Wednesday, November 01, 2006

MEMOIR: My "good fortune" in wartime

Every year as we observe the Veterans Day holiday, I reflect on my good fortune in having emerged from three years of World War II military service--26 months of it overseas-- relatively unscathed. I think of the hundreds of thousands of American soldiers, including two boyhood friends, who were killed, wounded or traumatized by combat, and I recall how I evaded misfortune because of a couple of strokes of good luck.

My sense of having been lucky during the war was reinforced recently when two of my New Jersey neighbors appeared on a local community TV program to talk about their wartime experiences. One of them had been an infantryman who was wounded in combat and captured by the Germans. He spent nearly a year as a slave laborer in a PW camp. The other man survived a troopship sinking in which more than a 1,000 men died.

The two veterans broke down as they recounted their experiences. The former PW had kept his a secret from his family and friends for 50 years. He had begun to talk about it only after undergoing psychiatric treatment. As I listened to their emotional accounts, I recalled that my most harmful wartime calamities were dengue fever and amoebic dysentery contracted in India.

I encountered good fortune on my first day in the Army on April 14, 1943, when I was inducted with about three dozen other 18-year olds from my Bronx neighborhood at Camp Upton, N.Y. My first lucky break (I didn't recognize it at the time) was not finding a bed in the same barracks with most of my fellow inductees. As we marched down a street being assigned to barracks, I and the handful of men behind me were ordered into a barracks across the street from the others.

Three days later, the men in the barracks in which there had been no room for me were shipped to Camp McCall, N.C. to be trained as glider-infantry men. The guys in my barracks were shipped to the Air Corps basic training center in Miami Beach, Fla. We were greeted by a colonel who, with a straight face, told us that we had been "scientifically selected for the Air Corps as the cream of the crop." Obviously, he didn't know about the bed shortage in one of the barracks at Camp Upton.

When I came home after the war, I met a couple of the men with whom I had been inducted three years earlier. I learned that about half of our group had been killed or wounded in action in France and Germany with the 82nd and 101st Airborne Divisions.

During basic training I had the option of selecting what the Army delicately calls a "military occupational specialty." I volunteered to be an aerial gunner, but was rejected because of color blindness. I never figured out why my difficulty in distinguishing certain shades of blue from certain shades of green would have inhibited me from shooting down enemy aircraft. As a gung-ho kid genuinely eager to "see action," I was despondent about being turned down. I later learned that casualties among aerial gunners were as heavy as those of glider-infantry men.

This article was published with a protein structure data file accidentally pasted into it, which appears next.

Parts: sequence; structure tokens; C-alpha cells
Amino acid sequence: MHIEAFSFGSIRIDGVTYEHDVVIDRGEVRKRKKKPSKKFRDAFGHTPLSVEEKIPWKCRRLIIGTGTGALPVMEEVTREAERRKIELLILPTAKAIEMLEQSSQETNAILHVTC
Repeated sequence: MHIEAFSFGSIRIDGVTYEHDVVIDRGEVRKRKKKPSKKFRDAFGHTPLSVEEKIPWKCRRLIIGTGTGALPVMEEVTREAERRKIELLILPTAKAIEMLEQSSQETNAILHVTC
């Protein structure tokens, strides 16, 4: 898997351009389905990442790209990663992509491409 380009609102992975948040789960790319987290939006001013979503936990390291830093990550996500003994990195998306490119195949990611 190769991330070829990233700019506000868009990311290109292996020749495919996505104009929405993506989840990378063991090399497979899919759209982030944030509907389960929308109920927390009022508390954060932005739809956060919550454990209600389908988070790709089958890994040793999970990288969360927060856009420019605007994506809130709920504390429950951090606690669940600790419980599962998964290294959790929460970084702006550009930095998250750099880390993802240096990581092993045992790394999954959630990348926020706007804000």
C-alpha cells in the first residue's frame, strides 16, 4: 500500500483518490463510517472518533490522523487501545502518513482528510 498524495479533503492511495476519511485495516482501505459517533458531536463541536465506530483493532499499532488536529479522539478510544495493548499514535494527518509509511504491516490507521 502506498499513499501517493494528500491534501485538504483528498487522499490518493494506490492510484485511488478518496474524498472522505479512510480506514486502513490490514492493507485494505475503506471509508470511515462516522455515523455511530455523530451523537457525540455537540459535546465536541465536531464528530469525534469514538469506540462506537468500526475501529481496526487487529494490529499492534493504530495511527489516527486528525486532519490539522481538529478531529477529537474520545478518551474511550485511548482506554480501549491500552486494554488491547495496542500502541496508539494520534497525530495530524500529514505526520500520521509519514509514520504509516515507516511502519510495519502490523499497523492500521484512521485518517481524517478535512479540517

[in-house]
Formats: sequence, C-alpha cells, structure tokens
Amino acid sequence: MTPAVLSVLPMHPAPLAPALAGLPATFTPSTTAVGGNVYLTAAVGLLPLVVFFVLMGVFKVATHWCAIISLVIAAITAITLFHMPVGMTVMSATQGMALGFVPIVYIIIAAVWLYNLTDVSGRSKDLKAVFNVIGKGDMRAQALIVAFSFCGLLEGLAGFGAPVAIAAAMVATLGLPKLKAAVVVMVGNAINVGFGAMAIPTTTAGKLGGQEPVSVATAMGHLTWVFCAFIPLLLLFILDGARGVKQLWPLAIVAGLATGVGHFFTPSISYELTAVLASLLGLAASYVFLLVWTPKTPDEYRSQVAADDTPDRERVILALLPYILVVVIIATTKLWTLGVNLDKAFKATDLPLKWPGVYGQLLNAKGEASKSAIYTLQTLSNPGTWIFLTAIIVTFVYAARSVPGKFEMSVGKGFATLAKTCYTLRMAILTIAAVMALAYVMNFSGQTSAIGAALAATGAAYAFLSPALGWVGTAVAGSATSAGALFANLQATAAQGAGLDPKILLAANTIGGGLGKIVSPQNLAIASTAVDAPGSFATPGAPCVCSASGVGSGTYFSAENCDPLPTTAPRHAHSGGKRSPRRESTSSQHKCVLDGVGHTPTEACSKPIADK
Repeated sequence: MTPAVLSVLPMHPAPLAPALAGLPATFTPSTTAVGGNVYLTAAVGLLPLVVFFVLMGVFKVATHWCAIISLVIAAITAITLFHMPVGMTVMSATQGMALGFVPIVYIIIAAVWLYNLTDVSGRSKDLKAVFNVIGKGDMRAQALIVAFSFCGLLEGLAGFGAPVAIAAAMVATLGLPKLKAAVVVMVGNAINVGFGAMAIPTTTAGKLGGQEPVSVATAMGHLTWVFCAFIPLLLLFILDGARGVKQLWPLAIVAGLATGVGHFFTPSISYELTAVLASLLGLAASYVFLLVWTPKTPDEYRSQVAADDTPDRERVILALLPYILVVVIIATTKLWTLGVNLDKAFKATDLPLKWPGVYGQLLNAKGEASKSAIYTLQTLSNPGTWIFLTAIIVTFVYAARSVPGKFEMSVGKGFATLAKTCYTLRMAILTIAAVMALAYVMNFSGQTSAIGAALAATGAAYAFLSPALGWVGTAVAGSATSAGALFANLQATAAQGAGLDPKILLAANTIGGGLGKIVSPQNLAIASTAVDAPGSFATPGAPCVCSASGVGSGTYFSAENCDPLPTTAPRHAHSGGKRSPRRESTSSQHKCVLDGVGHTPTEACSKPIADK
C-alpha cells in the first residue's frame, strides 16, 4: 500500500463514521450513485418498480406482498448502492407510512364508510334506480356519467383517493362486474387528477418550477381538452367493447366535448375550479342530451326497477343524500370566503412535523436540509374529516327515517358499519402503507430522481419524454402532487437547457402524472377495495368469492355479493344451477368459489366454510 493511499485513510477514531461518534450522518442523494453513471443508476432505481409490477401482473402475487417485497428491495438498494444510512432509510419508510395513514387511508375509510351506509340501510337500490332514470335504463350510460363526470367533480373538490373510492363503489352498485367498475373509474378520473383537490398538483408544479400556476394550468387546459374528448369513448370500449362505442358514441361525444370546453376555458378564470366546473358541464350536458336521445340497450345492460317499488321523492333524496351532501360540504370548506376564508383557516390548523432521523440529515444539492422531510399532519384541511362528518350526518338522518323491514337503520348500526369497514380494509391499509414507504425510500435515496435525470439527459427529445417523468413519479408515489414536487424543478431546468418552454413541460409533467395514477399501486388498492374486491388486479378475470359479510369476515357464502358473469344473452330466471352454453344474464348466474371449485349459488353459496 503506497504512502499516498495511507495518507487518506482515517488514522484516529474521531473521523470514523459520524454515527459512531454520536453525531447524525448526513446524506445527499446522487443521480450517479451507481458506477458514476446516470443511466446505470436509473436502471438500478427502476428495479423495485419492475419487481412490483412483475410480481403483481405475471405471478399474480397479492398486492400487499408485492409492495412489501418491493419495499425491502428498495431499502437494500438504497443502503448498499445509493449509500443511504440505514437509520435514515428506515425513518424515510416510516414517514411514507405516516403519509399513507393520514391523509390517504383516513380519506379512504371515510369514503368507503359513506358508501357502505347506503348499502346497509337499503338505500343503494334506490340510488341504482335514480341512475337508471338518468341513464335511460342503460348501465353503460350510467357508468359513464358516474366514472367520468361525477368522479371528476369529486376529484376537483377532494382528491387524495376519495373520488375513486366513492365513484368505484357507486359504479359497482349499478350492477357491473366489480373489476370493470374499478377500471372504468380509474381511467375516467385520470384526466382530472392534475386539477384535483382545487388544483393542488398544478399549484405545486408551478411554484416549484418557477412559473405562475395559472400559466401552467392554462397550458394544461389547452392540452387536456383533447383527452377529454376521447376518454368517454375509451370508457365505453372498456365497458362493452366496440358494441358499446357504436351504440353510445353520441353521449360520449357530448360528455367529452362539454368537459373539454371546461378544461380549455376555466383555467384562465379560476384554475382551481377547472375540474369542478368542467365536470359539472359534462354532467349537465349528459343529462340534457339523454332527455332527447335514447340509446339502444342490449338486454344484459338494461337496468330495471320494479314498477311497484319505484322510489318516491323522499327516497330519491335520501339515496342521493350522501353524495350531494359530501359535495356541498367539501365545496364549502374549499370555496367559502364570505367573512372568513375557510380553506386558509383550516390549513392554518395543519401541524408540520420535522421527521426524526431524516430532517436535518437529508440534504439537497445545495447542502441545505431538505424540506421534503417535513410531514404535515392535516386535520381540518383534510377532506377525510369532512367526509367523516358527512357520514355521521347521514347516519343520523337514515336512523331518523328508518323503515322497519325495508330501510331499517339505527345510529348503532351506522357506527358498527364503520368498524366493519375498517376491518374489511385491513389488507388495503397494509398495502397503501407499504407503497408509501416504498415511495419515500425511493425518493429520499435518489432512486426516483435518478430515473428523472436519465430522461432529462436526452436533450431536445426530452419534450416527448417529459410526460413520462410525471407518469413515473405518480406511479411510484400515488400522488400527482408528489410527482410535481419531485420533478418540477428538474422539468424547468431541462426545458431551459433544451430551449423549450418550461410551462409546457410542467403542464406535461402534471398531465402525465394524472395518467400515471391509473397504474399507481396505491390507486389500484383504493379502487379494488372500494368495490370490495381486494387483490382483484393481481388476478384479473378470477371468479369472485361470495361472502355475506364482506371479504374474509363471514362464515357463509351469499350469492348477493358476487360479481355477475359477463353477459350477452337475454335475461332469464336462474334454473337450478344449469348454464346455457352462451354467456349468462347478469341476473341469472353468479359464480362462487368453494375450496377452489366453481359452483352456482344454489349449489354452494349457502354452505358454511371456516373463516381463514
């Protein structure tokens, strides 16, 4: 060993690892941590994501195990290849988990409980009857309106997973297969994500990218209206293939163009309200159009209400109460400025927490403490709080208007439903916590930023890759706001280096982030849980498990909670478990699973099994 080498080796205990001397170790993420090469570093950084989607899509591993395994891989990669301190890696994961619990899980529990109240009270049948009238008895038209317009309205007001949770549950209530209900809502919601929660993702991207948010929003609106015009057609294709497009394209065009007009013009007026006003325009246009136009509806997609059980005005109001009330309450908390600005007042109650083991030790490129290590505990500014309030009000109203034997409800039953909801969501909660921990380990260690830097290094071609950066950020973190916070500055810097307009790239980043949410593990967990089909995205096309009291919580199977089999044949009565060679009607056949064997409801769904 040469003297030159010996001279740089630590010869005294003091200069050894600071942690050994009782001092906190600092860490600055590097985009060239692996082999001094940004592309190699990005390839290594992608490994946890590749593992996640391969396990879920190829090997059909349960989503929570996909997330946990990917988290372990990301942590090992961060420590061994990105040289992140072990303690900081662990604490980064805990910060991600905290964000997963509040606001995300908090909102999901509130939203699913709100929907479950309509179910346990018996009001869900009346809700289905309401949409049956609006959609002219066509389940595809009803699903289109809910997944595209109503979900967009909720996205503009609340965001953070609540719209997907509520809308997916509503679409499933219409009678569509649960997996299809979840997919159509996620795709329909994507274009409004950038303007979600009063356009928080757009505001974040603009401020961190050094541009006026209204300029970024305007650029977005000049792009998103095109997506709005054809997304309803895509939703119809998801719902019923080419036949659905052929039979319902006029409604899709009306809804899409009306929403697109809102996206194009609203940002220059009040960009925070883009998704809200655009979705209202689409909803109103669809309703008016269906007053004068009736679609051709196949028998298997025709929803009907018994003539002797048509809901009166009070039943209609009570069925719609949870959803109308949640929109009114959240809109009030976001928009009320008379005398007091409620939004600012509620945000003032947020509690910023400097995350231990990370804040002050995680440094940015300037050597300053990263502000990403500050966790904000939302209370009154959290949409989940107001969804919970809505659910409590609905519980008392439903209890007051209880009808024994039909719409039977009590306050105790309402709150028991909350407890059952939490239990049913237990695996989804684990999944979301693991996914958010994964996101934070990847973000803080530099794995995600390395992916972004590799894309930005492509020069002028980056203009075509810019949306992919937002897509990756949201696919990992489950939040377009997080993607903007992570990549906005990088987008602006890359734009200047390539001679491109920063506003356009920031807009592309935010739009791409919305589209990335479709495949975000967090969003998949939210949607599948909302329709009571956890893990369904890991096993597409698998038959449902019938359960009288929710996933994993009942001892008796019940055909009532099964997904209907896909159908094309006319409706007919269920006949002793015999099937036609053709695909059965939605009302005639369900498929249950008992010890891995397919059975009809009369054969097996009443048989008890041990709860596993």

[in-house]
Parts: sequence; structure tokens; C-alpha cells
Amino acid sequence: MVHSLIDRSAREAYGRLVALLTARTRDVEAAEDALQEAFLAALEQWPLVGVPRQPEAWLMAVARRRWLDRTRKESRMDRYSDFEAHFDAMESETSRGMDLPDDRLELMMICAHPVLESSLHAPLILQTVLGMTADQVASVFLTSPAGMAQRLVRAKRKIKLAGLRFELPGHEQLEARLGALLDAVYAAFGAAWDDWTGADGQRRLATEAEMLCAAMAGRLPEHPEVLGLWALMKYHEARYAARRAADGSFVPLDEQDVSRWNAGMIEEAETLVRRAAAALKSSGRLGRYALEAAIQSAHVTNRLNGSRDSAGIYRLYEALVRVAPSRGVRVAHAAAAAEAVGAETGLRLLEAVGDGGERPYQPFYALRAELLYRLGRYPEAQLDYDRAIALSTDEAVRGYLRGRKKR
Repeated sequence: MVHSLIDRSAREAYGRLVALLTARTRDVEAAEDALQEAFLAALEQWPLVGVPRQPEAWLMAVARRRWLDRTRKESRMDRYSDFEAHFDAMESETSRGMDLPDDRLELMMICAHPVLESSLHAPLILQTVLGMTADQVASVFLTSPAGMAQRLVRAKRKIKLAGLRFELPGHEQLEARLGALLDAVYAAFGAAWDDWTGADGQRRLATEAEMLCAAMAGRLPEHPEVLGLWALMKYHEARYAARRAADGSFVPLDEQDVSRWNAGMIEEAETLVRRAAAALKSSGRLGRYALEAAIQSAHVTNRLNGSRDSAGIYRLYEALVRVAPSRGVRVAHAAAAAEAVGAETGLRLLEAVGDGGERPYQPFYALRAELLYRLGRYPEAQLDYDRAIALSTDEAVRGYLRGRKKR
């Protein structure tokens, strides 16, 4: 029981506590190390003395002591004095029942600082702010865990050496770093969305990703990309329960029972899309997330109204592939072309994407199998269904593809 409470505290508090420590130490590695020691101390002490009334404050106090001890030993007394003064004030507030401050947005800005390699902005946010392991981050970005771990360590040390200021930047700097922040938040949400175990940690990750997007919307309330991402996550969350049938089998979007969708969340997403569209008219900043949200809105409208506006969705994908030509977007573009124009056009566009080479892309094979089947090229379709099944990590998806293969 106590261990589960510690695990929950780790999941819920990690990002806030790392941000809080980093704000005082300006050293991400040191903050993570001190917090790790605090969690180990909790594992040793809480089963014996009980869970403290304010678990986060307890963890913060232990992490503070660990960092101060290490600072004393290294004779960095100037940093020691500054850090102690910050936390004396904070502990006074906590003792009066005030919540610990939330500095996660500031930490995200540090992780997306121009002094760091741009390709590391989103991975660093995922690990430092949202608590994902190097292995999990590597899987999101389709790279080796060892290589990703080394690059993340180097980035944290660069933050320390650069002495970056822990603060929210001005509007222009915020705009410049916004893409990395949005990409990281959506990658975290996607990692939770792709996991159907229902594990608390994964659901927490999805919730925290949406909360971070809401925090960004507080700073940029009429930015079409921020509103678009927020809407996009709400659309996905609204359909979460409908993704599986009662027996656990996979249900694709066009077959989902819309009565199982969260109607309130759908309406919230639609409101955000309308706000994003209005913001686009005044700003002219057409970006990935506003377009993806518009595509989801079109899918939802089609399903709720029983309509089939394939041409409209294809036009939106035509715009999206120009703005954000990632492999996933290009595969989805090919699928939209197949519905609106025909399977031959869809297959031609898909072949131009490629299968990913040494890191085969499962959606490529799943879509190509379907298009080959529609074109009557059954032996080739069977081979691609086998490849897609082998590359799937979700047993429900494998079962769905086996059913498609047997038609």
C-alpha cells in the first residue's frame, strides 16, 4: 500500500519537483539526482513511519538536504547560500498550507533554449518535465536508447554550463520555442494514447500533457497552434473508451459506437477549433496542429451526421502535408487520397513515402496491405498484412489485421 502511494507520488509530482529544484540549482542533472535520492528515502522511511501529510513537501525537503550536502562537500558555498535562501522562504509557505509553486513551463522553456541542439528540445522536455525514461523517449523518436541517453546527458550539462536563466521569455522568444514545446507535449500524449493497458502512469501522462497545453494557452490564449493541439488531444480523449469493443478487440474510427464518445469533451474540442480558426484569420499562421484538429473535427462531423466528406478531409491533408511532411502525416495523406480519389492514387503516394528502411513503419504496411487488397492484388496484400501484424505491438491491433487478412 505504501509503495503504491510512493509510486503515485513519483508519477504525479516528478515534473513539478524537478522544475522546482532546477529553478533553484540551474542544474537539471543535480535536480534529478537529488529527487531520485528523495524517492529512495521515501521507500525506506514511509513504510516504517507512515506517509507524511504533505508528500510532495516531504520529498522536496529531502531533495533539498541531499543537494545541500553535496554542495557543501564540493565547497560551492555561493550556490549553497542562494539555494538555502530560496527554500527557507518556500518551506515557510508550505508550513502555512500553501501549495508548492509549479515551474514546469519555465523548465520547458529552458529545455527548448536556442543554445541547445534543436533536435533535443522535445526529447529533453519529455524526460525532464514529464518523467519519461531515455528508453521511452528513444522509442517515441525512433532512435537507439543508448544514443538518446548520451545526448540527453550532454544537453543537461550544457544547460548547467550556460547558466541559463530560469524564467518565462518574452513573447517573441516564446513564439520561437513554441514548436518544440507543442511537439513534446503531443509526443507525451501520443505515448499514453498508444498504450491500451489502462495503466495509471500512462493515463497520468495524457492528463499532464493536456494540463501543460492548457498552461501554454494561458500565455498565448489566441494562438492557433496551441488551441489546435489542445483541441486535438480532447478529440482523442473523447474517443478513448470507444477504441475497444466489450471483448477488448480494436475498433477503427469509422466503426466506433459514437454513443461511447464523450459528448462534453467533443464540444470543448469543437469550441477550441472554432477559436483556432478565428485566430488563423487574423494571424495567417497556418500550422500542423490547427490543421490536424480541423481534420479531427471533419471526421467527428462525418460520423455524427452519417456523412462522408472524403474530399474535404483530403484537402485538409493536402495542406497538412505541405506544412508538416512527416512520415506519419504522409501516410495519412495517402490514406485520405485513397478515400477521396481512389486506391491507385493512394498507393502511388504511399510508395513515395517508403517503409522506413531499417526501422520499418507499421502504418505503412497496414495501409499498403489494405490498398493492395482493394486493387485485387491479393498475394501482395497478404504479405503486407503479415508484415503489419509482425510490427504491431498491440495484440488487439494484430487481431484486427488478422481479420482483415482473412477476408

Last year, after reading his autobiography, I corresponded with Sen. Bob Dole, the former Kansas Senator and Republican Presidential candidate. He told me that when he was inducted into the Army he applied to be an aviation cadet. He was also rejected because of color blindness. He was then assigned to the 10th Mountain Infantry Division and was seriously wounded in combat in Italy, losing the full use of one of his arms.

I was luckier with my rejection. I ended up in the Signal Corps for training as a Teletype operator and cryptographer. Apparently the demand for infantrymen, however, was more crucial than the need for Teletype operators and cryptographers, and I did subsequently undergo infantry training at the overseas replacement training center at Jefferson Barracks, Mo.

One training exercise involved crawling under a barbed wire fence as live machine gun fire soared overhead. I remember ripping the seat of my pants on the barbed wire and being forced to repair the tear with my very limited sewing skills. I went through the war with very primitive stitches on the seat of my pants.

Evidently there was a shortage of fatigue uniforms because the supply sergeant refused to give me a replacement pair of pants. But maybe he thought I had kept my rear end too high up during the exercise and was trying to teach me a lesson . The crawling-under-fire experience was as close as I ever got to hearing a shot fired in anger. I was fortunate never having been called upon to test my skill as an infantry rifleman, which was far superior to my talent as a seamstress.

I did get to hear the explosive sound of what might be regarded as a battle when depth charges were launched from my troopship against a German submarine that had fired torpedoes at us in the South Atlantic Ocean on our way to India. The sub missed us, and we didn't hang around long enough to learn whether we had hit the sub.

In World War II, the rule of thumb was that it took at least 10 non-combatant troops--clerks, mechanics, truck drivers, warehousemen, cooks, and the like--behind the lines to support a single soldier in combat.

There was no need for more Teletype operators and cryptographers in the 903rd Signal Co., to which I was eventually assigned. So I was given the job of supervising a gang of Bengali coolies loading trucks at a warehouse with airborne electronic equipment. The vehicles were driven to nearby bases of the 10th Air Force and the Air Transport Command in Assam and Burma. Other supplies were trucked over the Burma-Ledo Road or flown over the Himalayas (known to us as "the Hump") to the 14th Air Force and to the Chinese Army.